i have adventures (sometimes)

Saturday, 10 December 2011

200 Billion Stars and 6000 Miles from Home

I'm glad that I live in a world where science-comedy-music shows are a thing. Because I am a massive nerd, and, more specifically, a massive nerd who is becoming increasingly aware of just how gosh darn exciting science is, I decided to go to Manchester on Tuesday to see some cool people talking about cool things.*

All right, it was mainly to see Tim Minchin. But I was also interested in the science.

Despite my bleak expectations about my ability to get anywhere on the first attempt, I cycled successfully to the station, and arrived with ample time to catch my train. It was a bit of an anticlimax, actually.

Men and women may sit on the luggage rack, but children should be thrown on the floor.
Hilarity continued to fail to ensue in Manchester, where I found my way to the theatre without incident (aided by the fact that the directions were "Go out of the station. Keep walking in a straight line until you see it."). It's probably unfair to the rest of the UK that my first experience of it is always in the dark, because my impression of practically everywhere but York is that it's dark, scary and murdery. Manchester was no exception. But I work on the perfectly reasonable assumption that no one who walks briskly could possibly be murdered, and so I walked with almost Essex-level briskness**, which also helped in my side quest of not freezing to death.

What did not help in this side quest was that they opened the doors late, which meant that I got to queue in a puddle for 20 minutes, becoming more and more aware that my boots were not as waterproof as I'd hoped, and trying to wipe rain off the screen of my Kindle with increasingly soggy gloves. I'd just about reached the point of delirium, feeling pleasantly warm, and thinking I might lie down for a nice nap before dying of hypothermia, when they finally let us in.

A whole theatre soon to be filled with nerds!

It took me a while to thaw enough to enjoy the show (it's surprisingly hard to surreptitiously remove your boots and rub your feet in a crowded theatre), but once I remembered what feet were supposed to feel like long enough to pay attention, it was awesome. Robin Ince was hilarious. Simon Singh talked about codes, finding "predictions" in Moby Dick using the logic of the Bible Code. (He managed to use Moby Dick to predict that he would run over time - and he was right. OMG.) He also demonstrated a real Enigma machine, which once again reminded me how smart I'm not compared to many people.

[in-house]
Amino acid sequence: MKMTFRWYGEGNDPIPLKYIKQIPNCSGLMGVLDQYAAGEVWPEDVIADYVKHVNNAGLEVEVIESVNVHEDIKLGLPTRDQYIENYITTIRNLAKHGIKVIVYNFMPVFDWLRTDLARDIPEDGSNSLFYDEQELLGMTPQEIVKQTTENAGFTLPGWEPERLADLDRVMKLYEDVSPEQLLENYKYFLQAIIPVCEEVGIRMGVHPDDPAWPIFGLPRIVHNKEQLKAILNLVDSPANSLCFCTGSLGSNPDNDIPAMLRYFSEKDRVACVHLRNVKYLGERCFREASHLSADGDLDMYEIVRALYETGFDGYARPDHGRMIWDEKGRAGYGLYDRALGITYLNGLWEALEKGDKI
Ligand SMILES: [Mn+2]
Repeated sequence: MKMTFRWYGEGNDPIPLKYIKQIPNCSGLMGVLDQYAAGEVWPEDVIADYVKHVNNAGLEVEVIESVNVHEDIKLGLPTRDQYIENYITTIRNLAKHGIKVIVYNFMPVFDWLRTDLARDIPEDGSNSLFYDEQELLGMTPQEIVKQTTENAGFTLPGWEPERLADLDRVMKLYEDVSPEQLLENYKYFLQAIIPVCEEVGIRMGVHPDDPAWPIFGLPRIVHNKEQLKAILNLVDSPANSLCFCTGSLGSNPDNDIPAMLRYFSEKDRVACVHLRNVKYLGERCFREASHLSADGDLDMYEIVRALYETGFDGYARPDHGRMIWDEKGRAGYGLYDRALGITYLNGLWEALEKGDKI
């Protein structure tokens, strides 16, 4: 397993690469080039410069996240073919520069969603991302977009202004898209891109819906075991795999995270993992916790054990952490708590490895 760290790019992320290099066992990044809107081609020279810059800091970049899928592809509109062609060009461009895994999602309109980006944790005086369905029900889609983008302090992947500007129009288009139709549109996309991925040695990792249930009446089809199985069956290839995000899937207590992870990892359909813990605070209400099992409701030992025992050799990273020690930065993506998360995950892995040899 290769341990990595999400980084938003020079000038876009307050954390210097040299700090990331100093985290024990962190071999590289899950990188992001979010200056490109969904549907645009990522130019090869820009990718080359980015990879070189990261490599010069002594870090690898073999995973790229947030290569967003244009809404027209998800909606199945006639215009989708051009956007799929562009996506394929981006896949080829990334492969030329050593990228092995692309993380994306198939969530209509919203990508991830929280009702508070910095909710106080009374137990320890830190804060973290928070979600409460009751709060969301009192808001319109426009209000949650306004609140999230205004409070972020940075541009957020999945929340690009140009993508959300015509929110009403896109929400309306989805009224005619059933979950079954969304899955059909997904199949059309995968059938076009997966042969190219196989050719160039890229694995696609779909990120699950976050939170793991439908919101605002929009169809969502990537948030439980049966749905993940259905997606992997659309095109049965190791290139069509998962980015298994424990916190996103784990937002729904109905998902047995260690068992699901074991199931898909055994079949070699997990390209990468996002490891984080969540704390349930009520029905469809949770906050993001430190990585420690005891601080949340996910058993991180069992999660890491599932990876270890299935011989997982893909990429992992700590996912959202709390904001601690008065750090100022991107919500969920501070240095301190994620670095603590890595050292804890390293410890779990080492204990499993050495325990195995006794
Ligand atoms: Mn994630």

Ben Goldacre gave a high-paced and really quite scary rant (very much based on this one) about big pharma's worrying tendency to suppress research, which was fascinating. Helen Arney sang some geeky songs on the ukelele, and her ten minute slot constituted the entire female stage time. Because, you know, women scientists don't exist. (Oh, wait.)

The first thing to bring a tear to my eye (the cold not included) was Adam Rutherford's video of every one of NASA's space shuttle missions. NASA shut down their space shuttle programme earlier this year, which is more than a little heartbreaking. If this doesn't give you goosebumps, you're watching it wrong.

Brian Cox, whom everyone in the UK except me seems to know, gave a totally awesome talk about the origins of life on Earth, which gave me a sense of wonder which is becoming more familiar since I stopped accepting the pat answers I'd always been happy with and really started thinking about the universe. Anyone who thinks science kills wonder has obviously never tried to wrap their head around the sheer awesomeness of the universe. And I mean its literal awesomeness as well as the more general kind. It makes me excited to be alive at a time when people know so much and are learning so much. And there's so much more that we still don't know, and that's even cooler. A lot of the actual science went straight over my humanities head, but it left my heart feeling like one big exclamation mark.

The miracle of being alive is that it isn't a miracle at all. It's one big, beautiful statistical improbability, and that blows my freaking mind.